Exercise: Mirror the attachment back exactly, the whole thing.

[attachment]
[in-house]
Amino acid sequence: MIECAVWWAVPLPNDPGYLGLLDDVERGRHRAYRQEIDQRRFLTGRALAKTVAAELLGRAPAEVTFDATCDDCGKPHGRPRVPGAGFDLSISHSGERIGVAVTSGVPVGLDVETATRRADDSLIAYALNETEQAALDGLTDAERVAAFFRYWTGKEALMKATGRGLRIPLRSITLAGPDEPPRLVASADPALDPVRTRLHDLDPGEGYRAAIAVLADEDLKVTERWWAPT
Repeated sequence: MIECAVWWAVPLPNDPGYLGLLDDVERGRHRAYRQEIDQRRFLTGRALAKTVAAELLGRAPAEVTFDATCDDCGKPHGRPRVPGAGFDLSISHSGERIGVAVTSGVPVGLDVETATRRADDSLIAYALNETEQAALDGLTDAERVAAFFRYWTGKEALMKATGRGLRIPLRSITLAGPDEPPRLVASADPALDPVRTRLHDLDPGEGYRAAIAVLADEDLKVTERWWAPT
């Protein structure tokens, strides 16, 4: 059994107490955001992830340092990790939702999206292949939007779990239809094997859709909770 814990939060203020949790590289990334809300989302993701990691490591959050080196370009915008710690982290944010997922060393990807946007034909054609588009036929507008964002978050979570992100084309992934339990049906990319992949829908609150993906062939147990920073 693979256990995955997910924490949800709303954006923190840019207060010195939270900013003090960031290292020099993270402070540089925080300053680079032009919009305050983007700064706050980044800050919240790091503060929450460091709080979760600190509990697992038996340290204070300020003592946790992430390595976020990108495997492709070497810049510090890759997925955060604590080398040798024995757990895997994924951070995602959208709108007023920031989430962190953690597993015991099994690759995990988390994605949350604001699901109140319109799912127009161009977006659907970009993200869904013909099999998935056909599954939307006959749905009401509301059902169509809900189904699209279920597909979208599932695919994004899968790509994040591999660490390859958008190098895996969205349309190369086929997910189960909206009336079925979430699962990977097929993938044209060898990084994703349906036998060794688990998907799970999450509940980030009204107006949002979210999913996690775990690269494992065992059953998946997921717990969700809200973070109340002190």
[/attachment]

[in-house]
Amino acid sequence: MIECAVWWAVPLPNDPGYLGLLDDVERGRHRAYRQEIDQRRFLTGRALAKTVAAELLGRAPAEVTFDATCDDCGKPHGRPRVPGAGFDLSISHSGERIGVAVTSGVPVGLDVETATRRADDSLIAYALNETEQAALDGLTDAERVAAFFRYWTGKEALMKATGRGLRIPLRSITLAGPDEPPRLVASADPALDPVRTRLHDLDPGEGYRAAIAVLADEDLKVTERWWAPT
Repeated sequence: MIECAVWWAVPLPNDPGYLGLLDDVERGRHRAYRQEIDQRRFLTGRALAKTVAAELLGRAPAEVTFDATCDDCGKPHGRPRVPGAGFDLSISHSGERIGVAVTSGVPVGLDVETATRRADDSLIAYALNETEQAALDGLTDAERVAAFFRYWTGKEALMKATGRGLRIPLRSITLAGPDEPPRLVASADPALDPVRTRLHDLDPGEGYRAAIAVLADEDLKVTERWWAPT
């Protein structure tokens, strides 16, 4: 059994107490955001992830340092990790939702999206292949939007779990239809094997859709909770 814990939060203020949790590289990334809300989302993701990691490591959050080196370009915008710690982290944010997922060393990807946007034909054609588009036929507008964002978050979570992100084309992934339990049906990319992949829908609150993906062939147990920073 693979256990995955997910924490949800709303954006923190840019207060010195939270900013003090960031290292020099993270402070540089925080300053680079032009919009305050983007700064706050980044800050919240790091503060929450460091709080979760600190509990697992038996340290204070300020003592946790992430390595976020990108495997492709070497810049510090890759997925955060604590080398040798024995757990895997994924951070995602959208709108007023920031989430962190953690597993015991099994690759995990988390994605949350604001699901109140319109799912127009161009977006659907970009993200869904013909099999998935056909599954939307006959749905009401509301059902169509809900189904699209279920597909979208599932695919994004899968790509994040591999660490390859958008190098895996969205349309190369086929997910189960909206009336079925979430699962990977097929993938044209060898990084994703349906036998060794688990998907799970999450509940980030009204107006949002979210999913996690775990690269494992065992059953998946997921717990969700809200973070109340002190």